While food pantries are undeniably important suppliers of emergency food aid, they don’t always have the capacity to reach the people who need them the most; the disabled, the elderly and parents without access to childcare are often left out of the equation.
The West Side Campaign Against Hunger (WSCAH) hopes to address this problem in an innovative way: They’re planning to launch a mobile food pantry housed in a truck that functions similarly to their brick and mortar establishment. The traveling pantry will park outside of New York City Housing Authority housing and other residences, providing food access to people who can’t reach them otherwise.
Unlike existing mobile food pantries, which mostly provide customers with pre-selected boxes of food, the WSCAH vehicle will follow a model closer to that of a supermarket in that clients can choose their own groceries based on government-recommended MyPlate allowances for each food group.
WSCAH pioneered this system in 1993 and it quickly caught on across the country. Although the truck has spatial limitations, they have no plans to leave this approach behind. They’ll also adapt their effective customer-volunteer cooperative model (more info here) for the mobile pantry. “We are unwilling to sacrifice these high quality innovations just because we’ll be on wheels,” said Hannah Lupien, WSCAH’s Policy Director.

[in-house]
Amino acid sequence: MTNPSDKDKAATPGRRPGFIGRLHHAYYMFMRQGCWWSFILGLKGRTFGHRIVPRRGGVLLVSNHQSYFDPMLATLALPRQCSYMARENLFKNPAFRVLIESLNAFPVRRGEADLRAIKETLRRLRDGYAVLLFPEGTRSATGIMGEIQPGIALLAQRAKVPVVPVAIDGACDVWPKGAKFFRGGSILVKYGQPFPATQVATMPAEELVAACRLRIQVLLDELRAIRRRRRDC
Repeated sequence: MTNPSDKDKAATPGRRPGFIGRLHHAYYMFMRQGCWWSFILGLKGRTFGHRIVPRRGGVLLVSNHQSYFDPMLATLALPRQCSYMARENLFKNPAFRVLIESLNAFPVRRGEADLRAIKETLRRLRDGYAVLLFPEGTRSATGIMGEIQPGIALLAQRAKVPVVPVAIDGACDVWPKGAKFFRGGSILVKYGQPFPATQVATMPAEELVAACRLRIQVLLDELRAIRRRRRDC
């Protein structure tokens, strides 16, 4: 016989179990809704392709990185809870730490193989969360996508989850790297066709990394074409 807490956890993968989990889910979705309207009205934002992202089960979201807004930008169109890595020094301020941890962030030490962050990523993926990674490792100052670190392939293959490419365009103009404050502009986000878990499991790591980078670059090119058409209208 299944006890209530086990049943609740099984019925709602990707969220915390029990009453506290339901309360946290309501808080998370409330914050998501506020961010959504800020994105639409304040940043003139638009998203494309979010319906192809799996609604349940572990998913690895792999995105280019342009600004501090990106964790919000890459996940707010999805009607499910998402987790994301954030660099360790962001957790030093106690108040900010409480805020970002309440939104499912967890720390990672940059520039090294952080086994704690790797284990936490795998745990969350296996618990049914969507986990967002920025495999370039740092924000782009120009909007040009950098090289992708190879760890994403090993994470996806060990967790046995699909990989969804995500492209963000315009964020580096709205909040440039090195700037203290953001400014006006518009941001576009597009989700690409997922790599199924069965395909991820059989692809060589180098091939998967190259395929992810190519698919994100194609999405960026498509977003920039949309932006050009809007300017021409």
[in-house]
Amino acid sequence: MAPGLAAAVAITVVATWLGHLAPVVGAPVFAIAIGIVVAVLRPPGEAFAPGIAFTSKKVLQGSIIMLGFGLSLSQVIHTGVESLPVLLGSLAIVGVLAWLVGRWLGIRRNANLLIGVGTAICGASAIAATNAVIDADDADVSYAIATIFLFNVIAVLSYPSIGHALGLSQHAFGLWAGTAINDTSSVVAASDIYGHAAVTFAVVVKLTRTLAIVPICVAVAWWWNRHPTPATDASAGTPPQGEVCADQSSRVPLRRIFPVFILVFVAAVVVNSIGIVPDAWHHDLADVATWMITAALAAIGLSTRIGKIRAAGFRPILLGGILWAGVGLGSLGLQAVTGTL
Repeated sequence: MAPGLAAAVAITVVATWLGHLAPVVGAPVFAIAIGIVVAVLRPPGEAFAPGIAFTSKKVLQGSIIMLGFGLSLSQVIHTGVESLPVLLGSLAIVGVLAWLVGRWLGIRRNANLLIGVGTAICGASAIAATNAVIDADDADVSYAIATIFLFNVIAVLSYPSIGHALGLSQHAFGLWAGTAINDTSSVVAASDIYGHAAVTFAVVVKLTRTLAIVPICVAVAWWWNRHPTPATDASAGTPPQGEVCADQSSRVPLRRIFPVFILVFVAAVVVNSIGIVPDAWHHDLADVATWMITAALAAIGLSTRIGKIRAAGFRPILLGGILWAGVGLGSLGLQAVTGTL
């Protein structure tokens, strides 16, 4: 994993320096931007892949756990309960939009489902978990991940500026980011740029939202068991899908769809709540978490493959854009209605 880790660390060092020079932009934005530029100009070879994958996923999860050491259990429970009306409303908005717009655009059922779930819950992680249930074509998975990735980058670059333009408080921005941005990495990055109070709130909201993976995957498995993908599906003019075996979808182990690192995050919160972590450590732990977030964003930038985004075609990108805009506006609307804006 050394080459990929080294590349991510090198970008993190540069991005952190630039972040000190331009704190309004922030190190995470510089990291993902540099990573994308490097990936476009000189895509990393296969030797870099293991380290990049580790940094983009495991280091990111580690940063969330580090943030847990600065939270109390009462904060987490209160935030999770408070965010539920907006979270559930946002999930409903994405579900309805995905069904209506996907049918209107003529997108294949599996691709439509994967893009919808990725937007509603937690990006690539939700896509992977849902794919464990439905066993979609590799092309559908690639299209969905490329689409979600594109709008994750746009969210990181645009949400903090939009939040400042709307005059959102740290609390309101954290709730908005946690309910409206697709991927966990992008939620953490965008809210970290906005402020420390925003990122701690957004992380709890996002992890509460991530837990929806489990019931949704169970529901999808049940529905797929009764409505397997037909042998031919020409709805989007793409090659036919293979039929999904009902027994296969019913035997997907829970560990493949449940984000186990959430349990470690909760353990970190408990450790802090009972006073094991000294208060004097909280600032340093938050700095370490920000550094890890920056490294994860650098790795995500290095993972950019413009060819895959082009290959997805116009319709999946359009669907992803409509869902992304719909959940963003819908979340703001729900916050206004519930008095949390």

The mobile pantry, which is set to open sometime in 2016, will also house a counselor who can help customers gain access to public benefits, legal counselors and credit counselors. Like the existing pantry, their ultimate goal is to help clients reach a point where they no longer need WSCAH’s services. Although they are confident that they will be able to secure capital funding, they’ll need to raise more money to cover operating costs and to buy food. They’re committed to buying half the poundage of the food they distribute through local farmers, milk distributors and wholesalers.
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